Friday, March 28, 2014

The challenges of using QCA

This blog posting is a response to my reading of the Inception Report written by the team who are undertaking a review of evaluations of interventions relating to violence against women and girls. The process of the review is well documented in a dedicated blog – EVAW Review

The Inception Report is well worth reading, which is not something I say about many evaluation reports! One reason is to benefit from the amount of careful attention the authors have given to the nuts and bolts of the process. Another is to see the kind of intensive questioning the process has been subjected to by the external quality assurance agents and the considered responses by the evaluation team. I found that many of the questions that came to my mind while reading the main text of the report were dealt with when I read the annex containing the issues raised by SEQUAS and the team’s responses to them.

I will focus on one issue that is challenge for both QCA and data mining methods like Decision Trees (which I have discussed elsewhere on this blog). That is the ratio of conditions to cases. In QCA conditions are attributes of the cases under examination that are provisionally considered as possible parts of causal configurations that explain at least some of the outcomes. After an exhaustive search and selection process the team has ended up with a set of 39 evaluations they will use as cases in a QCA analysis. After a close reading of these and other sources they have come up with a list of 20 conditions that might contribute to 5 different outcomes. With 20 different conditions there are 220 (i.e. 1,048,576) different possible configurations that could explain some or all of the outcomes. But there are only 39 evaluations, which at best will represent only 0.004% of the possible configurations. In QCA the remaining 1,048,537 are known as “logical remainders”. Some of these can usually be used in a QCA analysis through a process using explicit assumptions e.g. about particular configurations plus outcomes which by definition would be impossible to occur in real life. However, from what I understand of QCA practice, logical remainders would not usually exceed 50% of all possible configurations.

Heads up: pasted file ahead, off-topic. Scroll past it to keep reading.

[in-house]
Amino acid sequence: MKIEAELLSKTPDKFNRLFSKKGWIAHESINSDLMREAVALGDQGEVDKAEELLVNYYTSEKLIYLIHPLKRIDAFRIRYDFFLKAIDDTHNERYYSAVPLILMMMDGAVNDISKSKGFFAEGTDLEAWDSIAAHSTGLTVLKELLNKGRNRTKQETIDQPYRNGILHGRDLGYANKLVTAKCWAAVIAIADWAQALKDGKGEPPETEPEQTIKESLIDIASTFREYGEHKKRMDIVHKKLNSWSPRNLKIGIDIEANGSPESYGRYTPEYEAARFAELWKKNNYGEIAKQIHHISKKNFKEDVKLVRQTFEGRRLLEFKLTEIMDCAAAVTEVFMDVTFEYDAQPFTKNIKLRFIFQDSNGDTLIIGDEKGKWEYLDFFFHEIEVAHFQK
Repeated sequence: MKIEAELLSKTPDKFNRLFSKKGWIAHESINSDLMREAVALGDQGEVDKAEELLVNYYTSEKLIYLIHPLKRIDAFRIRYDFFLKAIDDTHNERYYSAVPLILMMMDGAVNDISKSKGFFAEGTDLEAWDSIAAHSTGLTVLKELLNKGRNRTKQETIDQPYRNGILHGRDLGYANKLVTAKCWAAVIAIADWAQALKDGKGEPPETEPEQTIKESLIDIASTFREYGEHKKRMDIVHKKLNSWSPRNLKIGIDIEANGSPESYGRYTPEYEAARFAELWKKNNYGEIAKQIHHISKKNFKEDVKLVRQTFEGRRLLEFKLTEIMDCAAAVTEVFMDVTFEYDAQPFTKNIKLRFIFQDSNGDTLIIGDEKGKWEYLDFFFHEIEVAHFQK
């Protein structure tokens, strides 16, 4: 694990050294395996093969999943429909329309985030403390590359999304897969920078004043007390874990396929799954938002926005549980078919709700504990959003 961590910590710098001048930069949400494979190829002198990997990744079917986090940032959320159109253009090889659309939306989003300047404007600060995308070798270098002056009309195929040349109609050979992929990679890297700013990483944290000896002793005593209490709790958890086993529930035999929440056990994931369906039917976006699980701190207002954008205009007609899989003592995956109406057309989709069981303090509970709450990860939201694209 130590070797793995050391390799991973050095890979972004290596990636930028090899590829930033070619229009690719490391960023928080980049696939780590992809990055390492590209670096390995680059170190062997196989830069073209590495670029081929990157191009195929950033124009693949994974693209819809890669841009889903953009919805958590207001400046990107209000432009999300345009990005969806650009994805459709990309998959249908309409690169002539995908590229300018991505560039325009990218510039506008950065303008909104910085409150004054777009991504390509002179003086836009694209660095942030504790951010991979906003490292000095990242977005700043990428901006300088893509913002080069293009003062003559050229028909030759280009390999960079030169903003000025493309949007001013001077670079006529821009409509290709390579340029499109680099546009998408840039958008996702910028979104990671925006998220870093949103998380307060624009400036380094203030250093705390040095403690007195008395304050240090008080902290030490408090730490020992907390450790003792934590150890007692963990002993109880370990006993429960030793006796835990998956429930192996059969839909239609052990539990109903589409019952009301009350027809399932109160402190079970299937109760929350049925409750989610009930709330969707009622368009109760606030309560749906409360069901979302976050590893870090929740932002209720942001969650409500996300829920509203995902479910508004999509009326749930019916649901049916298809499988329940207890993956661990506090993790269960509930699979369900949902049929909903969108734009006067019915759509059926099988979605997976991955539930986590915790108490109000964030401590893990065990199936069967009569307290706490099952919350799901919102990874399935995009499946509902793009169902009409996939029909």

The review team has dealt with this problem by summarising the 20 conditions and 5 outcomes into 5 conditions and one outcome. This means there are 25 (i.e. 32) possible causal configurations, which is more reasonable considering there are 39 cases available to analyse. However there is a price to be paid for this solution, which is the increased level of abstraction/generality in the terms used to describe the conditions. This makes the task of coding the known cases more challenging and it will make the task of interpreting the results and then generalising from them more challenging as well. You can see the two versions of their model in the diagram below, taken from their report.
What fascinated me was the role of evaluation method in this model (see “Convincing methodology”). It is only one of five conditions that could explain some or all of the outcomes. It is quite possible therefore that all or some of the case outcomes could be explained without the use of this condition. This is quite radical, considering the centrality of evaluation methodology in much of the literature on evaluations. It may also be worrying to DFID in that one of their expectations of this review was it would “generate a robust understanding of the strengths, weaknesses and appropriateness of evaluation approaches and methods”. The other potential problem is that even if methodology is shown to be an important condition, its singular description does not provide any means to discriminating between forms which are more or less helpful.

The team seems to have responded to this problem by proposing additional QCA analyses, where there will be an additional condition that differentiates cases according to whether they used qualitative or quantitative methods.  However reviewers have still questioned whether this is sufficient. The team in return have commented that they will “add to the model further conditions that represent methodological choice after we have fully assessed the range of methodologies present in the set, to be able to differentiate between common methodological choices” It will be interesting to see how they go about doing this, while avoiding the problem of “insufficient diversity” of cases already mentioned above.

One possible way forward has been illustrated in a recent CIFOR Working Paper (Sehring et al, 2013) and which is also covered in Schneider and Wagemann (2012). They have illustrated how it is possible to do a “two-step QCA”, which differentiates between remote and proximate conditions. In the VAWG review this could take the form of an analysis of conditions other than methodology first, then a second analysis focusing on a number of methodology conditions. This process essentially reduces a larger number of remote conditions down to a smaller number of configurations that do make a difference to outcomes, which are then included in the second level of the analysis which uses the more proximate conditions. It has the effect of reducing the number of logical remainders. It will be interesting to see if this is the direction that the VAWG review team are heading.

PS 2014 03 30: I have found some further references to two-level QCA:
 And for people wanting a good introduction to QCA, see